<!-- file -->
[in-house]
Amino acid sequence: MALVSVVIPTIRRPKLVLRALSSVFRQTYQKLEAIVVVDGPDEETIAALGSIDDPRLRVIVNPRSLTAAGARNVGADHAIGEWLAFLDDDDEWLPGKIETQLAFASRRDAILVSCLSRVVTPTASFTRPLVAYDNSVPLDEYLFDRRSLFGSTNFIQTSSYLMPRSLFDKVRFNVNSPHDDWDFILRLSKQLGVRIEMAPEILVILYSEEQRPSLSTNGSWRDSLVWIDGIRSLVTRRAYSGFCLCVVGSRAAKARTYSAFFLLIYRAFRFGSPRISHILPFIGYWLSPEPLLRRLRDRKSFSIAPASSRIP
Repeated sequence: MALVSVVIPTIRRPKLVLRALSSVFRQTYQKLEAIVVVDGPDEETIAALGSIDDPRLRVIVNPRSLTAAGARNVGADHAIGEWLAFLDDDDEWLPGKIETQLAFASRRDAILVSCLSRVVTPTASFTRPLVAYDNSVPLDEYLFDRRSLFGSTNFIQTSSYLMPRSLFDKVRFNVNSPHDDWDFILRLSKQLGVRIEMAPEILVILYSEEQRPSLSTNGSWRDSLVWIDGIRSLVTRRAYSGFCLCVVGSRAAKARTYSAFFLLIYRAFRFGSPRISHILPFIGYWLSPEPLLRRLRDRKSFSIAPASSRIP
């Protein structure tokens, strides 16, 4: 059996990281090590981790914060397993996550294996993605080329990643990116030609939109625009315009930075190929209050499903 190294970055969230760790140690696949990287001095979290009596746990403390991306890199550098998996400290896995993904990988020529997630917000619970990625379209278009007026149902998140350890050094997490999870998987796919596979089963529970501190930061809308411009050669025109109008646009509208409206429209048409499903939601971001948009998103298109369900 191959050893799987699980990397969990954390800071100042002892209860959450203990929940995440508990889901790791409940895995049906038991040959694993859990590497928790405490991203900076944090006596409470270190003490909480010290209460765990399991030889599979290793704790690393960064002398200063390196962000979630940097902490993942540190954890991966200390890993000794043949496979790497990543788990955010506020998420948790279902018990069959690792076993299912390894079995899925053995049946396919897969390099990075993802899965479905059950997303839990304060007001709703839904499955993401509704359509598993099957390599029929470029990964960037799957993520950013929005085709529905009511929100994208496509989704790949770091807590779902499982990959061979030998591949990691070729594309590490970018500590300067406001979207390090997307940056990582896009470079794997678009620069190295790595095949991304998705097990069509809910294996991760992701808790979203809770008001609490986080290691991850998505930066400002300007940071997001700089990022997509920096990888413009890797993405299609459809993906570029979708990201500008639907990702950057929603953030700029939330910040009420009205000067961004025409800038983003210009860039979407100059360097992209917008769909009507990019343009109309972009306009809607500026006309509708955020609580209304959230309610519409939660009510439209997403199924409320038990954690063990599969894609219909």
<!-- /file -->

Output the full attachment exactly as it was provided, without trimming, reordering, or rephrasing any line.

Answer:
[in-house]
Amino acid sequence: MALVSVVIPTIRRPKLVLRALSSVFRQTYQKLEAIVVVDGPDEETIAALGSIDDPRLRVIVNPRSLTAAGARNVGADHAIGEWLAFLDDDDEWLPGKIETQLAFASRRDAILVSCLSRVVTPTASFTRPLVAYDNSVPLDEYLFDRRSLFGSTNFIQTSSYLMPRSLFDKVRFNVNSPHDDWDFILRLSKQLGVRIEMAPEILVILYSEEQRPSLSTNGSWRDSLVWIDGIRSLVTRRAYSGFCLCVVGSRAAKARTYSAFFLLIYRAFRFGSPRISHILPFIGYWLSPEPLLRRLRDRKSFSIAPASSRIP
Repeated sequence: MALVSVVIPTIRRPKLVLRALSSVFRQTYQKLEAIVVVDGPDEETIAALGSIDDPRLRVIVNPRSLTAAGARNVGADHAIGEWLAFLDDDDEWLPGKIETQLAFASRRDAILVSCLSRVVTPTASFTRPLVAYDNSVPLDEYLFDRRSLFGSTNFIQTSSYLMPRSLFDKVRFNVNSPHDDWDFILRLSKQLGVRIEMAPEILVILYSEEQRPSLSTNGSWRDSLVWIDGIRSLVTRRAYSGFCLCVVGSRAAKARTYSAFFLLIYRAFRFGSPRISHILPFIGYWLSPEPLLRRLRDRKSFSIAPASSRIP
């Protein structure tokens, strides 16, 4: 059996990281090590981790914060397993996550294996993605080329990643990116030609939109625009315009930075190929209050499903 190294970055969230760790140690696949990287001095979290009596746990403390991306890199550098998996400290896995993904990988020529997630917000619970990625379209278009007026149902998140350890050094997490999870998987796919596979089963529970501190930061809308411009050669025109109008646009509208409206429209048409499903939601971001948009998103298109369900 191959050893799987699980990397969990954390800071100042002892209860959450203990929940995440508990889901790791409940895995049906038991040959694993859990590497928790405490991203900076944090006596409470270190003490909480010290209460765990399991030889599979290793704790690393960064002398200063390196962000979630940097902490993942540190954890991966200390890993000794043949496979790497990543788990955010506020998420948790279902018990069959690792076993299912390894079995899925053995049946396919897969390099990075993802899965479905059950997303839990304060007001709703839904499955993401509704359509598993099957390599029929470029990964960037799957993520950013929005085709529905009511929100994208496509989704790949770091807590779902499982990959061979030998591949990691070729594309590490970018500590300067406001979207390090997307940056990582896009470079794997678009620069190295790595095949991304998705097990069509809910294996991760992701808790979203809770008001609490986080290691991850998505930066400002300007940071997001700089990022997509920096990888413009890797993405299609459809993906570029979708990201500008639907990702950057929603953030700029939330910040009420009205000067961004025409800038983003210009860039979407100059360097992209917008769909009507990019343009109309972009306009809607500026006309509708955020609580209304959230309610519409939660009510439209997403199924409320038990954690063990599969894609219909």